No Sweat: Why Fitness Fanatics Botox Their Hair

Author: Dr. Bobby Buka

All the dry shampoo in the world can’t preserve a good blowout after an hour at SoulCycle. While squeezing a workout in during lunchtime may be an ideal way to avoid losing AM or PM hours, midday sweat is almost certain to damage whatever bomb style you had going on in the morning. Either that, you’re heading back to work with wet hair.

You shouldn’t have to choose between exercise and good hair. So what’s a girl, or guy, to do? Luckily, dermatologists have a surprising solution—scap botox. Or as it’s known colloquially, blowtox.

Here’s what to know about this trend, and whether it’s right for you.

Scalp botox is a patient-driven service

Some dermatological services are medically driven, while others come to be thanks to patient demand. The latter is the case for scalp botox, which first became popular due to the specific concen mentioned above: women wanted to make the most out of their good hair days (and the investment they require) without sacrificing hot yoga to keep it fresh.

As such, the trend is considered “off-label” because scalp perspiration isn’t a medical condition. That said, it’s perfectly safe—dermatologists have been botoxing the scalp to treat migraines for many years.

Botoxing the scalp blocks communication between nerves and sweat glands.

The purpose of blowtox is to slow down sweating during exercise, preserving that “just been to the salon” look. Even before this trend emerged, botox was used for this purpose; specifically, to treat hyperhidrosis, or excessive sweating. There are two types of hyperhidrosis: primary focal, which is a condition in itself, and secondary, which is a side effect of another condition or medication.

By blocking communication between nerves and sweat glands, botox blocks the  neurotransmitters that stimulate the sweat glands, essentially paralyzing them. Approved by the FDA in 2004, this treatment typically involves injections in the armpits, hands, or feet.

Injections take 10 to 15 minutes, and last 6 to 12 months

Obviously, your scalp has a larger surface area than, say, your armpit or eyelid. Botoxing an entire scalp requires about 150 to 200 injections in total. Still, it’s minimally invasive, taking just 15 to 20 minutes to complete. Though the scalp is thick and may hurt more than other areas of skin when penetrated, dermatologists use small needles for to minimize any pain or discomfort. Some patients may prefer simple forehead injections, which can stop sweating at the hairline specifically.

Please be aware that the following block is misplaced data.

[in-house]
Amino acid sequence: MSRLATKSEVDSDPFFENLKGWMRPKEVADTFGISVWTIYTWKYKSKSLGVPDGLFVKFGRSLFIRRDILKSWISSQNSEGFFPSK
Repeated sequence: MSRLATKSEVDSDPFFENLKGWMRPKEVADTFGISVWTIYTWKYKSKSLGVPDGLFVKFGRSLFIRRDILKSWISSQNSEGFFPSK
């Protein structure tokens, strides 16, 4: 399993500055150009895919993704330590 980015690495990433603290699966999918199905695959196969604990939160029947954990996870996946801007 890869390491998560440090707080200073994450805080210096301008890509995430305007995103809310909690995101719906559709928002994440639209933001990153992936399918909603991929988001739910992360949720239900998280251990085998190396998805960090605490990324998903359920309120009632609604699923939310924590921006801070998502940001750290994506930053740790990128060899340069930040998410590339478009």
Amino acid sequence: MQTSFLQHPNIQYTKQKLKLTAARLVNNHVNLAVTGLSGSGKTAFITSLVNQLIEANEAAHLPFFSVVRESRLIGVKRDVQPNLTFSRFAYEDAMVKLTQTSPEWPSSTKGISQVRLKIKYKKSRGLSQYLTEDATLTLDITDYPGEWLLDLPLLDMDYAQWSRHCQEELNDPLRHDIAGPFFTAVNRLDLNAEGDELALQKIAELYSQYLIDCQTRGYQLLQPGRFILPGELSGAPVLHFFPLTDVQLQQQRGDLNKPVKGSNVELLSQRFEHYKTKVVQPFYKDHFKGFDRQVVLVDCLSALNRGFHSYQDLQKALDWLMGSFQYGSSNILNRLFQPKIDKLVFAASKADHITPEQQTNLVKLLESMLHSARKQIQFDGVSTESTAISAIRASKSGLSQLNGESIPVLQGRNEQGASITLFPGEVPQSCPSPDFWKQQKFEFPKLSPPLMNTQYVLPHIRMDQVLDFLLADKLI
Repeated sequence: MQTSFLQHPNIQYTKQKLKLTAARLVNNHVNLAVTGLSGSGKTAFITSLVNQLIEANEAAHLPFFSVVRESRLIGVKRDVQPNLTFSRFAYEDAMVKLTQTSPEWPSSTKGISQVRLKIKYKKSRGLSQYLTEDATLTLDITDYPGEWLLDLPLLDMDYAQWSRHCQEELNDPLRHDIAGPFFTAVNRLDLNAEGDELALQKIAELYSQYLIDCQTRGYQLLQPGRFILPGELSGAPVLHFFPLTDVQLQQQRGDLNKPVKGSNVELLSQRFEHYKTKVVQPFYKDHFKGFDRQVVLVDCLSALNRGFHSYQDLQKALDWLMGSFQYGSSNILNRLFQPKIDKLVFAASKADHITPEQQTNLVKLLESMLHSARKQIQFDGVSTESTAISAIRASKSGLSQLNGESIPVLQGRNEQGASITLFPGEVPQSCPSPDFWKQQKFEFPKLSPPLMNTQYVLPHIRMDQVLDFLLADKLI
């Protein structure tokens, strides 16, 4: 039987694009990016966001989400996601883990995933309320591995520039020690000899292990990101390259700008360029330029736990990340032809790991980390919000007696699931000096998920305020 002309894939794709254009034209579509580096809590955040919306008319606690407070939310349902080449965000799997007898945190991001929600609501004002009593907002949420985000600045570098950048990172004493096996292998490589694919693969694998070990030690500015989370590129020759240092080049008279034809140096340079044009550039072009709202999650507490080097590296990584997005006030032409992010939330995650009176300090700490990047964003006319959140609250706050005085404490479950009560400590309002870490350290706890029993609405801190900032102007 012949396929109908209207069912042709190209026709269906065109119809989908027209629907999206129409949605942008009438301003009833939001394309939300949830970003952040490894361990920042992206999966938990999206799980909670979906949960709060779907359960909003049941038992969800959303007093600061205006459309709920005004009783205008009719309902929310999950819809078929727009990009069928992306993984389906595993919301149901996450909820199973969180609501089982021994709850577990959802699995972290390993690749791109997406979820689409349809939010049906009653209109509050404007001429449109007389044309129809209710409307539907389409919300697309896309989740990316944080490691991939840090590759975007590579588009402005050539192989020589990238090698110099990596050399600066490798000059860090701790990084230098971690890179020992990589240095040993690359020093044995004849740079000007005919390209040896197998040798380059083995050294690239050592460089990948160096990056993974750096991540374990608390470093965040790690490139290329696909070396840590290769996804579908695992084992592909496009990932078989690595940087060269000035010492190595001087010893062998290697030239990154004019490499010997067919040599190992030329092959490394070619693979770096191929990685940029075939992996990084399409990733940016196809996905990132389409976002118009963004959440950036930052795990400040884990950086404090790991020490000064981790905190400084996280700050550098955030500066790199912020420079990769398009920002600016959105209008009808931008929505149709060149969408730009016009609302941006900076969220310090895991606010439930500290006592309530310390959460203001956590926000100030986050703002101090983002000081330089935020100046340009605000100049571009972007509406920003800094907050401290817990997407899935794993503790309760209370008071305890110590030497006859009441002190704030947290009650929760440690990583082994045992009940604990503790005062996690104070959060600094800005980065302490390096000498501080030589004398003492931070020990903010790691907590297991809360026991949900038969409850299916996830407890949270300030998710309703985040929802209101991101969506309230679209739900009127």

For those unfamiliar, botox is made from a neurotoxin produced by the bacterium Clostridium botulinum called botulinum toxin, thus its name. It works by paralyzing the muscles, which is why it effectively stops sweat.

Scalp botox typically lasts anywhere between six and 12 months.

The results have been positive, so far

As a trend, dermatologists can attest that scalp botox has taken off as a trend, mainly in New York City and LA. Women who have gotten the treatment have noticed a difference within days.

For those wondering, botox does not affect hair growth—in fact it is being tested as a treatment for hair loss, so if anything it could result in thicker, fuller hair.

This procedure might not be for everyone. Though it certainly slows sweat, during a high-pressure workout you can still expect some frizz and wetness. Besides, sweating, however irritating, succeeds in flushing the body of toxins.

Still, it’s a 21st-century wonder that men and women can choose a groundbreaking service like this rather than surrendering to sweaty hair by default. For those that want to dive head-first into sweat-free bliss, this could well be the choice for them.

Bobby Buka MD offers various botox services, scalp included, in our New York City offices. Make an appointment on ZocDoc today!